Using Contrast to design and deliver your workshops

A couple of weeks ago, I wrote this post on LinkedIn that received a ton of attention. If you’d prefer to listen to this blog, you can tune into Episode 81 on the First Time Facilitator podcast

In this post, I shared my response to a question I was asked a couple of months ago, "Leanne, in one word, what does it take to make a corporate workshop more engaging and effective?”

It took me a while to respond. Then one random Thursday, after reflecting on my recent experience facilitating leadership workshops and Unconscious Bias training in Hong Kong, that one word hit me. 


But before we explore contrast in a workshop context, let’s quickly explore how contrast plays out in other mediums.

Exercising with contrast

When I’m home in Brisbane, I do a group workout on Monday at 5.30am. It’s called HIIT which stands for High Intensity Interval Training. It’s only a 30 min workout but your muscles burn, your heart sings, and the endorphin hit lasts til the early afternoon.

HIIT works by using contrast. You push yourself as hard as you can for a certain period of time. Then you have a break.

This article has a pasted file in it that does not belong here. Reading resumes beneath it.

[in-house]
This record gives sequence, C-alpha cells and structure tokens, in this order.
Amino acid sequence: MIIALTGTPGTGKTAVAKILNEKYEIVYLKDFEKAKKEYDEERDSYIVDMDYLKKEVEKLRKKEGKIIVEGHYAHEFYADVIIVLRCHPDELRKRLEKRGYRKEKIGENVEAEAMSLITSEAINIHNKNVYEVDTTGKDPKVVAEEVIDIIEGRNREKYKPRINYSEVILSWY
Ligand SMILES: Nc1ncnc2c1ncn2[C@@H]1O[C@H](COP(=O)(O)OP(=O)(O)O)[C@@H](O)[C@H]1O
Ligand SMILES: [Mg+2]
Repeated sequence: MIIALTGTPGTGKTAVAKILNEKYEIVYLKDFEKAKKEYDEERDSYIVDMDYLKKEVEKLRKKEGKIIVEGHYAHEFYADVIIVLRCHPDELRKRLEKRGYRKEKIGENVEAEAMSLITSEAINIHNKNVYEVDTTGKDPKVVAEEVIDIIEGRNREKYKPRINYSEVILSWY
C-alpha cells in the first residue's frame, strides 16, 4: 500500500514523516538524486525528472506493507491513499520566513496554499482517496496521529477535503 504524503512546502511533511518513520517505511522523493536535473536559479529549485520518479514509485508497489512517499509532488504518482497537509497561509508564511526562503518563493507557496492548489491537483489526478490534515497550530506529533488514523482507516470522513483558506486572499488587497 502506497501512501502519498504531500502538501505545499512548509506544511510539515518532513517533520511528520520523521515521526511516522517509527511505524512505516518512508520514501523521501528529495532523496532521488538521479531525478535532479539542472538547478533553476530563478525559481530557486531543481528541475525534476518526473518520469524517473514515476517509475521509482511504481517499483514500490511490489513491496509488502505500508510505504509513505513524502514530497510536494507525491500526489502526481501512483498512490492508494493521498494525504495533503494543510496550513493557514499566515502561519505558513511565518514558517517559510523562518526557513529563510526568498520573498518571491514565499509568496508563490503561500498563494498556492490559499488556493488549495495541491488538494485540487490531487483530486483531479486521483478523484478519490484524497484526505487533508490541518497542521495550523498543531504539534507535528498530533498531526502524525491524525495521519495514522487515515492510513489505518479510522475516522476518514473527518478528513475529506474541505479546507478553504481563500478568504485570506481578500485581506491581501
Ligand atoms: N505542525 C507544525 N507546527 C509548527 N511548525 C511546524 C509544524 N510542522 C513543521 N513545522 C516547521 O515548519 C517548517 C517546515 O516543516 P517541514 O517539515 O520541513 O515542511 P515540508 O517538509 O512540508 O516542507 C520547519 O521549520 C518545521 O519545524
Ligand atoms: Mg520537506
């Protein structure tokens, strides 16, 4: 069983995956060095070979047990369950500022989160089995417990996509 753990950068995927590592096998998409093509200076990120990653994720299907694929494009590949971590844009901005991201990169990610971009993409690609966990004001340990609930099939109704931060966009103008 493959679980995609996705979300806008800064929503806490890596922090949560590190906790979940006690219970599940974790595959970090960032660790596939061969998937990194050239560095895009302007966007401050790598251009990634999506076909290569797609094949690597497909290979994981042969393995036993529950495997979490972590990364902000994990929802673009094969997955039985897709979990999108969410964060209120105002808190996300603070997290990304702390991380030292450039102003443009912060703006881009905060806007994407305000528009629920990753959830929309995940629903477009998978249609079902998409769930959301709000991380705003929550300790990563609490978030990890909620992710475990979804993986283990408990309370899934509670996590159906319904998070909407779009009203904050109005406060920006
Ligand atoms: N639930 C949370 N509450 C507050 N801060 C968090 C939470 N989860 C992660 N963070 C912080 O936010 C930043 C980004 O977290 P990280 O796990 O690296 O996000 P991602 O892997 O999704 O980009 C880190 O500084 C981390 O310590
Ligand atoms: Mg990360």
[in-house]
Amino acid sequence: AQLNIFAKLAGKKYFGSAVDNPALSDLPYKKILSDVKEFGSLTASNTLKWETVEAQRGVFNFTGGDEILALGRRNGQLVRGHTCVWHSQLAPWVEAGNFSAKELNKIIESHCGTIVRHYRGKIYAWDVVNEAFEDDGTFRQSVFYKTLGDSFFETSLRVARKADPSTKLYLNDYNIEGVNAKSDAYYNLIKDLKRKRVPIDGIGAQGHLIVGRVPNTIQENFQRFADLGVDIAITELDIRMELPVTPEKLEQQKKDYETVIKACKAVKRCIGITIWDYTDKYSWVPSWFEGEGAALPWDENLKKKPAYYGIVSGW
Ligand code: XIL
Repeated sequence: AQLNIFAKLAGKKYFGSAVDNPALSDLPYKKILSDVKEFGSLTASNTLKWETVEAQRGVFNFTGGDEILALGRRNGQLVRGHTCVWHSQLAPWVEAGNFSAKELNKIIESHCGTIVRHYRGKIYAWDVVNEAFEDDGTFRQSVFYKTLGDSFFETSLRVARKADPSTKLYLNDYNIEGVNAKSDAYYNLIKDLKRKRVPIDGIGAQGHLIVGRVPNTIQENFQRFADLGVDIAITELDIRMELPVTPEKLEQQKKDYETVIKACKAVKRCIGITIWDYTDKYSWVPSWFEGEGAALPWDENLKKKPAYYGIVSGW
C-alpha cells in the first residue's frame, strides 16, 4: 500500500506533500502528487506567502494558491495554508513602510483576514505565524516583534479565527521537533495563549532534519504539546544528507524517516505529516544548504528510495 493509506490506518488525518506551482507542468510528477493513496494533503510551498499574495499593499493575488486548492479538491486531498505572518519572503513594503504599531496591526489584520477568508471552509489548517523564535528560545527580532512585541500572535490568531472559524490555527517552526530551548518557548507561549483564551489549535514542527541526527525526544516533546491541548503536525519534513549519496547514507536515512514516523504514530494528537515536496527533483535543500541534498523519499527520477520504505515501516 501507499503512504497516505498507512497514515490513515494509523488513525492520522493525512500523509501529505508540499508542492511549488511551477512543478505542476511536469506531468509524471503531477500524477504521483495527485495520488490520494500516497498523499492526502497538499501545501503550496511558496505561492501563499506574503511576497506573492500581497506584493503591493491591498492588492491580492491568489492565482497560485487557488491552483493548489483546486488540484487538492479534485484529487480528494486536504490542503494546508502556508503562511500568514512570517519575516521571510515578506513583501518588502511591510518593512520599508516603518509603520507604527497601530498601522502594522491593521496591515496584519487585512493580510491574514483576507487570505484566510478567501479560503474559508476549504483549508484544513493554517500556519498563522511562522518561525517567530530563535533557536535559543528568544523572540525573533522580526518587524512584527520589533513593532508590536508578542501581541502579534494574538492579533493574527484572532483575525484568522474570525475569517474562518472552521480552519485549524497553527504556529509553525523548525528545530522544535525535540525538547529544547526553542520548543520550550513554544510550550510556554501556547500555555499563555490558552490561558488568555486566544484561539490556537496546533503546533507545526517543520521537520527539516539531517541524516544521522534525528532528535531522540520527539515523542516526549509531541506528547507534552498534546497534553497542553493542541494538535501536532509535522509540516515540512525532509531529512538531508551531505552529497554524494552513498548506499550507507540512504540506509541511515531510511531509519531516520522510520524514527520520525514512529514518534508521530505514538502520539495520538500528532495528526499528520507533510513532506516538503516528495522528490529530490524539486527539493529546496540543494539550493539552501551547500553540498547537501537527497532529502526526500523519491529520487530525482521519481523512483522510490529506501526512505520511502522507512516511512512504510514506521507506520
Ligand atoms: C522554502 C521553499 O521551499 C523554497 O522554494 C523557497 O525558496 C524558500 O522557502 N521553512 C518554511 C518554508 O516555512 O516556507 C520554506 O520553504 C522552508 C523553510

Rinse and repeat.

During the workout, I peer at my Apple Watch which tracks the workout and it is fascinating to see how your heart rate picks up to work at its maximum rate. It's equally compelling seeing how quickly your heart rate drops during a brief break.

Having this contrast in the workout, the peaks and troughs, allows you to work at a high rate over a 30 minute period. If you didn’t have time for a break, you wouldn’t be able to maintain a maximum heart rate over the 30 mins (well… I certainly couldn’t!)

Contrast with food

On a recent trip to Thailand, I noticed that at every restaurant, there were four staple condiments/sauces on the table to accompany your dish.

These condiments had a range of flavours: Sour, sugar, spicy and salty.

Why this combination of flavours? 

It creates contrast.

We like the TASTE of contrast!

Have you ever bitten into something crunchy on the outside and soft on the inside? It’s an interesting combination, we’re not only surprised by the contrast in texture, we are delighted.

Contrast creates balance.  

It helps us reach peak performance longer in a workout. It makes things taste better.

You can draw the parallel of contrast across so many different areas: The best stories and movies have great contrast, too.

Let’s draw this analogy back to facilitation and our workshops.

The key is to continue changing things up. This may sound like a difficult thing to do but there are so many ways to create variety in workshops and presentations, that don't require an insane amount of preparation, time, or budget.

Here are a sample of ways we can use contrast to create more influential and contagious learning experiences.

Contrast in the way you deliver:

  • What you say - mix up questions, to instruction, to stories, to data

  • How you say it - Mix up your pace (fast, slow, pause), your pitch, your tone.

  • Where you stand - Move away from the safety blanket that is your laptop. Present from the side of the room, the back of the room, move closer, move away